Quinn Farm & Ranch
Bob Quinn, Quinn Farm and Ranch, Big Sandy, Montana. Credit: Kamut International.
Quinn Farm & Ranch
Northern Great Plains Region | Big Sandy, MT
Main Product: Grains
Scale: 4000 acres under management
Drop sensitive crops, shift to fall-planted crops, continue to adjust crop rotation sequence, add cover crop cocktails and livestock, explore potential for no-till.
Story featured in Resilient Agriculture (1st Edition)
Other Resilience Stories About This Farm
This story is based on a 2013 interview.
The Quinn Farm and Ranch is near the town of Big Sandy in the “Golden Triangle” of north-central Montana. The climate in this shortgrass prairie region is cold — temperatures can drop as low as forty below in winter — and dry, averaging between eight and twelve inches of rainfall, which falls mostly in May and June. Bob Quinn grew up working on his family’s 2,400-acre wheat and cattle ranch established by his grandfather in 1928. After going away to college, Bob returned home with a PhD in plant biochemistry to take over management of the farm and ranch in 1978. Disenchanted with unstable commodity prices, he established Montana Flour and Grains in 1983 and begin direct marketing his wheat to bakeries. Two years later Bob sold the cattle business so that he could focus on grain production and marketing, purchased a grain mill to add wholegrain flour to his product line and began marketing grain for his neighbors. Requests from buyers for organic grains got him interested in developing organic production methods for dryland grains and in 1987, Bob harvested his first crop of certified organic grains. Just two years later, the entire Quinn Farm and Ranch was certified organic.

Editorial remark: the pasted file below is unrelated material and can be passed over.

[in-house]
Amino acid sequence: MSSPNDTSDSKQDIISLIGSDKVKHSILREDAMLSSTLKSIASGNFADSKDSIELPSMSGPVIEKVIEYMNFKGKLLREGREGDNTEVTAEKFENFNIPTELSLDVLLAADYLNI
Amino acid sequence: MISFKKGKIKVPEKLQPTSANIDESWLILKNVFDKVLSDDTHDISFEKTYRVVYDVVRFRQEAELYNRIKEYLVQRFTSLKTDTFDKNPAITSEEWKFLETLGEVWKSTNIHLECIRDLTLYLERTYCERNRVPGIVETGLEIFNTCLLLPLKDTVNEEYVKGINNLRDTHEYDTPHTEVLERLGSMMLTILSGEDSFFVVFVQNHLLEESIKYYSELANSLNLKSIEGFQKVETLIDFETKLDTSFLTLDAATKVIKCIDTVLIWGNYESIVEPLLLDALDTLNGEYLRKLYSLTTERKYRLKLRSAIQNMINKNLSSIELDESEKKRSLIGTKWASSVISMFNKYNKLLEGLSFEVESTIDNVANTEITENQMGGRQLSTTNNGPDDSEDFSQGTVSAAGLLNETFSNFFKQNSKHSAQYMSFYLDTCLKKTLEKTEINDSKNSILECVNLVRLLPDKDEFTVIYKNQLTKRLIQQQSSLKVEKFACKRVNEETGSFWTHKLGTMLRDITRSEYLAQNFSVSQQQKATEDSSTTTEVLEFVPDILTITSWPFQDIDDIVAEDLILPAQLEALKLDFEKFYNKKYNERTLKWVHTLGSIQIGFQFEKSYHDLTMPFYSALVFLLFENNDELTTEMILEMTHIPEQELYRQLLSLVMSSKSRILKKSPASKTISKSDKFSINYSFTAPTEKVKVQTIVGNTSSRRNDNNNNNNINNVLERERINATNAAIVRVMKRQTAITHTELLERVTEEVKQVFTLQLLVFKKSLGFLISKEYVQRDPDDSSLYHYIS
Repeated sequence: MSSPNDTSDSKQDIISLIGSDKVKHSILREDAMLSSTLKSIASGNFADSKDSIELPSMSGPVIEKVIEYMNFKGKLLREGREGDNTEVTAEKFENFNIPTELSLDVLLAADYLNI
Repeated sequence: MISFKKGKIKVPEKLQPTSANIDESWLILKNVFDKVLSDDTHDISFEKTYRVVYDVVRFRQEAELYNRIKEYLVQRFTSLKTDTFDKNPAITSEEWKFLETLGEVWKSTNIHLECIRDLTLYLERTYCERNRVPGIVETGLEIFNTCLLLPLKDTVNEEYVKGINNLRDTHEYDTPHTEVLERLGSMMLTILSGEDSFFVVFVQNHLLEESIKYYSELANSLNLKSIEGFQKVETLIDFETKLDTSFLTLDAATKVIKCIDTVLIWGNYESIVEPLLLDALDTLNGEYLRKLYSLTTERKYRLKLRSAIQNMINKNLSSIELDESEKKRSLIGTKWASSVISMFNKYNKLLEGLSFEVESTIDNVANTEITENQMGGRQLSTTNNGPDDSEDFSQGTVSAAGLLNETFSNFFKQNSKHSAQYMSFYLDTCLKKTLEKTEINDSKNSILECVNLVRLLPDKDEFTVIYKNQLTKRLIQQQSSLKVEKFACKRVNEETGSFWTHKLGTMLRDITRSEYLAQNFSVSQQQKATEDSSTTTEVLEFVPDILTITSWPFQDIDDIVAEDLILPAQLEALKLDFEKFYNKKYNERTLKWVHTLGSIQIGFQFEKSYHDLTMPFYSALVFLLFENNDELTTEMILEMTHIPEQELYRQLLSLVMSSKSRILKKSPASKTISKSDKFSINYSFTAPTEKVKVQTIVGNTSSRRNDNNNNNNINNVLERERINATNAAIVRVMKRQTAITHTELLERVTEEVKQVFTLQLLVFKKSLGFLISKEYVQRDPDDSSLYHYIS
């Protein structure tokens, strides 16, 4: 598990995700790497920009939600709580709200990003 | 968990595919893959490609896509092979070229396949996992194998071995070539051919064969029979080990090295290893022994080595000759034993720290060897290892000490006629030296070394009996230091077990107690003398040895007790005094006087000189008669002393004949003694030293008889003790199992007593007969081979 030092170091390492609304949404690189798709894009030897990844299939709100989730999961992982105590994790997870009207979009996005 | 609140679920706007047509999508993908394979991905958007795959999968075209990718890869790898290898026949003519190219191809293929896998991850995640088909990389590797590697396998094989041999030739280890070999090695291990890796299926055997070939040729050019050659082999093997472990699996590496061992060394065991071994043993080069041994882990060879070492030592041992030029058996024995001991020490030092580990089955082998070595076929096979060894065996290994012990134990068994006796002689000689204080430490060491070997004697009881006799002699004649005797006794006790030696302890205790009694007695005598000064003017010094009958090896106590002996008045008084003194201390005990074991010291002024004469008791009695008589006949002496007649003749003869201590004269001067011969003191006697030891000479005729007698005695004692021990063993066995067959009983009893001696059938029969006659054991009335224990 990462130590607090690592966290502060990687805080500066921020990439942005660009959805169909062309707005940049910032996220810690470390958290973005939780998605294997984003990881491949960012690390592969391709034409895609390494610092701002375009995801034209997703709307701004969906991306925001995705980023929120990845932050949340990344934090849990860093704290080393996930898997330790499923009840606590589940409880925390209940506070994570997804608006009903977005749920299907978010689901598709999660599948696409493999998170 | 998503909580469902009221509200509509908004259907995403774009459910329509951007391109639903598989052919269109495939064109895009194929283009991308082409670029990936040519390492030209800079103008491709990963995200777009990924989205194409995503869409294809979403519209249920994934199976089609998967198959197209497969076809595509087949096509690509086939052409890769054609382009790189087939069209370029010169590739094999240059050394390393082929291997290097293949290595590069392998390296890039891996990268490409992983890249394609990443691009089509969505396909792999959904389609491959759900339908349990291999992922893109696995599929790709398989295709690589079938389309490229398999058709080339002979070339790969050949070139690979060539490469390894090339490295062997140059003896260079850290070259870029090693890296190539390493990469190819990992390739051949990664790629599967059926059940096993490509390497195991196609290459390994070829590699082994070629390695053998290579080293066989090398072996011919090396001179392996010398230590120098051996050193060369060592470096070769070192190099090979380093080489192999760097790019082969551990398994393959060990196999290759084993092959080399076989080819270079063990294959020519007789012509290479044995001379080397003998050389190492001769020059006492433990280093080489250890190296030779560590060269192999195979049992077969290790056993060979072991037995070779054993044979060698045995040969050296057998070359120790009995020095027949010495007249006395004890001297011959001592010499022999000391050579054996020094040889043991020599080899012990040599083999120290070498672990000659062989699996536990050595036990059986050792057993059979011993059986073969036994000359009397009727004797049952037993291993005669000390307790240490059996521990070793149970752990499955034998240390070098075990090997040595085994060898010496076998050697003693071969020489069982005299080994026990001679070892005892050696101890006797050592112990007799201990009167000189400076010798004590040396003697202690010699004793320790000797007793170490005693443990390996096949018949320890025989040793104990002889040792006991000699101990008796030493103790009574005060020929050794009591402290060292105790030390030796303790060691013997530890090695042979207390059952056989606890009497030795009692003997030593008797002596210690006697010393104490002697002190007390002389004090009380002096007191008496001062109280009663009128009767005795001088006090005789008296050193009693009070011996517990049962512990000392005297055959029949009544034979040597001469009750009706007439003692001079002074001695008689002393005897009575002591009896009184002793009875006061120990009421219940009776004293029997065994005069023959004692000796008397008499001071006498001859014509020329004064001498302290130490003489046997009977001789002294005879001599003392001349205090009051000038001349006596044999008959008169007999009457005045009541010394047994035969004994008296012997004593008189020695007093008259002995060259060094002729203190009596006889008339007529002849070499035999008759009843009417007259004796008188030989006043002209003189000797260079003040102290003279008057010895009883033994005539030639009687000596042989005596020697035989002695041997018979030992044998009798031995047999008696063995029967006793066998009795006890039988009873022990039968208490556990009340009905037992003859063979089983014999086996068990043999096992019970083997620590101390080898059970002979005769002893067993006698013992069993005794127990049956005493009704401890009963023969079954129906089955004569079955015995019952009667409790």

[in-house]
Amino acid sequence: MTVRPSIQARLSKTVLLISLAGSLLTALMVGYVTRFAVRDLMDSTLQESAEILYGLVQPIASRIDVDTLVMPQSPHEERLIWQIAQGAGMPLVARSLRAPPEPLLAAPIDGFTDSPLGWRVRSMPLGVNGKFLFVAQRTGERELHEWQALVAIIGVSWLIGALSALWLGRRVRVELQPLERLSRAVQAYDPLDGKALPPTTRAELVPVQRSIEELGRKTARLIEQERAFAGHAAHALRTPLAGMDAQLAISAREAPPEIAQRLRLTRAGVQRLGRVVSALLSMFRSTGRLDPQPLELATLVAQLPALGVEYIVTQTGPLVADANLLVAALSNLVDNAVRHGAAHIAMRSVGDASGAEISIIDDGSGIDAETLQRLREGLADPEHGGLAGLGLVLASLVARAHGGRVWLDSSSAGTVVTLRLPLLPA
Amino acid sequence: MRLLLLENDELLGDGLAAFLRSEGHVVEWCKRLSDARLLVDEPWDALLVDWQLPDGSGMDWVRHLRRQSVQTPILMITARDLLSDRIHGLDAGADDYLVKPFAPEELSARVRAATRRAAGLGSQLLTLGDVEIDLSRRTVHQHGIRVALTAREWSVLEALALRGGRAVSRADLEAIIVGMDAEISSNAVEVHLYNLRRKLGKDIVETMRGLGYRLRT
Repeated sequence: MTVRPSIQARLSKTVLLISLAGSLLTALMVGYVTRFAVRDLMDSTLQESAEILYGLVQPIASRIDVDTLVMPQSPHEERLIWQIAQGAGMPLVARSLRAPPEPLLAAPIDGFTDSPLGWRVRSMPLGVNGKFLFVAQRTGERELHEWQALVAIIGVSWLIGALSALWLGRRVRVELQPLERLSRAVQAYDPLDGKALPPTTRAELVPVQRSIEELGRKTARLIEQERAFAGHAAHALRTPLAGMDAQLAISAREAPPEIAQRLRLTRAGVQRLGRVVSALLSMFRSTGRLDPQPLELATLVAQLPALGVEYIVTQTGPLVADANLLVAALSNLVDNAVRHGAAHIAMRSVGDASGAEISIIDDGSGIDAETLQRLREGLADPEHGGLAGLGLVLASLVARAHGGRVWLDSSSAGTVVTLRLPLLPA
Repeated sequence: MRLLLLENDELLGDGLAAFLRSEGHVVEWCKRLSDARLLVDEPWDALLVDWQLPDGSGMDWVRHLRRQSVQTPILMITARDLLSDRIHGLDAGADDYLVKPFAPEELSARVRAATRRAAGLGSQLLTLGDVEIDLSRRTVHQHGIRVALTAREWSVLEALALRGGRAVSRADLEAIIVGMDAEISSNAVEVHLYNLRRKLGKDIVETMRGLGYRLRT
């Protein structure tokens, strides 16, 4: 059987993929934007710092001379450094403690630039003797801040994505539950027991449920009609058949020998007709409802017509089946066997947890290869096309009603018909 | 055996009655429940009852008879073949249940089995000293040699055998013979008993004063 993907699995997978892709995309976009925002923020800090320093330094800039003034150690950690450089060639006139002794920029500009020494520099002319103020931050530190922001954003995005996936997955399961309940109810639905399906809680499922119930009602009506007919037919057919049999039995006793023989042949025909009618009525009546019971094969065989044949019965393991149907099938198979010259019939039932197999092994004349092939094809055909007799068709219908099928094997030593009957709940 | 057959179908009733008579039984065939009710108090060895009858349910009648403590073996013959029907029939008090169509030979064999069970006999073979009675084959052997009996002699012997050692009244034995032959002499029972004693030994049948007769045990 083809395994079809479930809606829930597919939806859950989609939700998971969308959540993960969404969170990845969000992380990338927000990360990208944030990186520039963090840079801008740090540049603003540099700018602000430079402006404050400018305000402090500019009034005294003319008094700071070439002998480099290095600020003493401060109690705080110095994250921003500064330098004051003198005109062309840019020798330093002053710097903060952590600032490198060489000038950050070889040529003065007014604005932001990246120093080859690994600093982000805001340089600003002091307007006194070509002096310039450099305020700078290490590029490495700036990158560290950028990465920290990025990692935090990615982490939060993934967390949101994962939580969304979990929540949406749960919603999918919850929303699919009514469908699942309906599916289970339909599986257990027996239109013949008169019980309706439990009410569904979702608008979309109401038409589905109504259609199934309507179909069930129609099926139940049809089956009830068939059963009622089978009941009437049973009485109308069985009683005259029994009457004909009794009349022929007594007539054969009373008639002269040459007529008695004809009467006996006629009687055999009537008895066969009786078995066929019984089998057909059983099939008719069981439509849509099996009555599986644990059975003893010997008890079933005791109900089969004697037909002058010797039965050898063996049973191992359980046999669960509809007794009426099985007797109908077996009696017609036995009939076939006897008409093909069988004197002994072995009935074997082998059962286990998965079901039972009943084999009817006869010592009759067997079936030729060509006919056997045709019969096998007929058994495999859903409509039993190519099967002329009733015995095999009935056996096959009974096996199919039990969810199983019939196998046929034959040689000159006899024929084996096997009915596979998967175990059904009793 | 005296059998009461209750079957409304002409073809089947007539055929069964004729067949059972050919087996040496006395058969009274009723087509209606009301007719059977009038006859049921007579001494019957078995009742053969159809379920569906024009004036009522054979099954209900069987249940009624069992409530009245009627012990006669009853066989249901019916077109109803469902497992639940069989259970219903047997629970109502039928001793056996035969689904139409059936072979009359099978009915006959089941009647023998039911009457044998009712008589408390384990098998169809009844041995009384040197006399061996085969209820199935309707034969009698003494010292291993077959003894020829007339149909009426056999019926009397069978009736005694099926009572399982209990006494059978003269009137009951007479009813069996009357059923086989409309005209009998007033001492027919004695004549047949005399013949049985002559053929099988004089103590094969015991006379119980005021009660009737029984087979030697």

Today, Bob owns and manages 4,000 acres of certified organic land producing food grains in a full tillage dryland production system. He manages a diverse nine-year rotation designed to build soil quality, produce crop nutrients and manage pests. The rotation includes five years of cash crops (barley, winter and spring wheat, Indian corn seed and safflower) and four years of cover crops (alfalfa, clover, peas and buckwheat). The grains and pulses produced on the farm are marketed through Montana Flour and Grains and the Kamut brand to national and international wholesale markets.
An active researcher throughout his life, Bob has worked for many years to develop new organic farming methods and crops in collaboration with Montana State University and at his own research facility on the Quinn Farm. In the 1980s, he successful commercialized Khorasan wheat, a heirloom variety, under the Kamut trademark. Current research at the Quinn Research Farm is focused on ways to enhance the food and energy self-reliance of north-central Montana. Bob is developing a certified organic dryland cropping system that produces locally-adapted, vegetables and fruits as well as the fertilizer and fuel needed to produce and process the vegetables and fruits. Other investigations currently underway include community-based biofuel production, novel oilseeds for fuel and lubricants, improving grain crop rotations and weed management, and developing salt-tolerant vegetable cultivars.